So you think that using the Wesp32 over the ESP32-POE-ISO can help me to solve this issue? if i'm not wrong the Wesp32 it's fully IEEE 802.3at compliant...Another point using strong buffers like P82B715 or P82B96 is that they needs to be placed both in the MCU side and at Sensor side: i have a constraint that my customer imposed: i don't have to modify nothing a part of the gateway.
...there is nothing that i can use only on MCU side?
In reply to Virt App:
What's going on with Q9? If you want to disable the PCA9306, pull down the EN pin directly.
Is the ESP capable of driving the current through those 330 Ω resistors?
What did the old gateway do with the I²C bus? Maybe is was just using a much lower frequency.
Thank you for clarifying the constraints you're working with. If it's necessary for this board to interface with another that expects normal I2C levels, then the previous solutions do not seem ideal.
To increase the driving power of the current board without deviating from I2C protocol, I would recommend replacing PCA9306 with an I2C buffer such as TCA9517. PCA9306 is only a level translator and does not re-drive the signal nor does it isolate bus capacitance - thus the ESP32 is currently what is sinking all the current on the cabling. Replacing PCA9306 with a buffer such as TCA9517 (use A-side to drive the cables) will provide some relief to the ESP32 driver and will prevent the stronger 330-ohm pull-up resistors from sourcing current to the highly-loaded side of the buffer. This device also has an enable pin which can be controlled directly from a GPO pin - no 200k-ohm resistor needed.
Would you be able to share the differences between your current design and the design that's passing your tests? If needed, this can be shared directly through email if you'd prefer not to post it on the public forum. You can find my email by clicking on my E2E name.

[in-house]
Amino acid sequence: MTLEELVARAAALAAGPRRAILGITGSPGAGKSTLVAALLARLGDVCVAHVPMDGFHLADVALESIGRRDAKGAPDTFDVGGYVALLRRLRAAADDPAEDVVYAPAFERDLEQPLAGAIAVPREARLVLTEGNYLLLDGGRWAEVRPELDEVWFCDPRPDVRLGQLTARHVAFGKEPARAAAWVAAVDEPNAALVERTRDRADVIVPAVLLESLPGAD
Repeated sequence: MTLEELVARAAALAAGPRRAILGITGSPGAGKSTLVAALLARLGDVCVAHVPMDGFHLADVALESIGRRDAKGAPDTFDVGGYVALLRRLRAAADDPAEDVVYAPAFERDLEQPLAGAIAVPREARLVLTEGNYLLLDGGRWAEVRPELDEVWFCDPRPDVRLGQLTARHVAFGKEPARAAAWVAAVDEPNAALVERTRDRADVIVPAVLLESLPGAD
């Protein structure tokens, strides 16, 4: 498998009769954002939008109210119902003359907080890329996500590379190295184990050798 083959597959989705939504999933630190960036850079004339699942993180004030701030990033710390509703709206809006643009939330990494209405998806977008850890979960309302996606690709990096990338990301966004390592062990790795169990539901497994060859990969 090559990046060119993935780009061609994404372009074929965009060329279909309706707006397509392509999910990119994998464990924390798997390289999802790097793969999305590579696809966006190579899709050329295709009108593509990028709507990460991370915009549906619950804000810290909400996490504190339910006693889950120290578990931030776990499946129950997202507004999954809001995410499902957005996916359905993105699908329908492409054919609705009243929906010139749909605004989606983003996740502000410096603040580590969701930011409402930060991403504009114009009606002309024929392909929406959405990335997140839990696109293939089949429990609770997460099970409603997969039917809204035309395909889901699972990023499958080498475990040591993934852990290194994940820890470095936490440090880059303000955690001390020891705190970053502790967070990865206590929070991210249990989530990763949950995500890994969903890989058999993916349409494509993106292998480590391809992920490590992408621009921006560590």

Either way, let me know if the above suggestion sounds like a more promising solution.
Thank you Eric, I've already wrote you in order to validate the suggested design and approve it!
Hi Virt App,I apologize for the delay; Eric is out of office this week, and I will cover this thread for him meanwhile. I am one of his colleagues on the Isolation team -- please do accept my request to connect and send me a Personal Message with the designs you are considering so we may continue the approval.Thank you,Manuel Chavez
All content and materials on this site are provided "as is". TI and its respective suppliers and providers of content make no representations about the suitability of these materials for any purpose and disclaim all warranties and conditions with regard to these materials, including but not limited to all implied warranties and conditions of merchantability, fitness for a particular purpose, title and non-infringement of any third party intellectual property right. No license, either express or implied, by estoppel or otherwise, is granted by TI. Use of the information on this site may require a license from a third party, or a license from TI.
TI is a global semiconductor design and manufacturing company. Innovate with 100,000+ analog ICs andembedded processors, along with software, tools and the industry’s largest sales/support staff.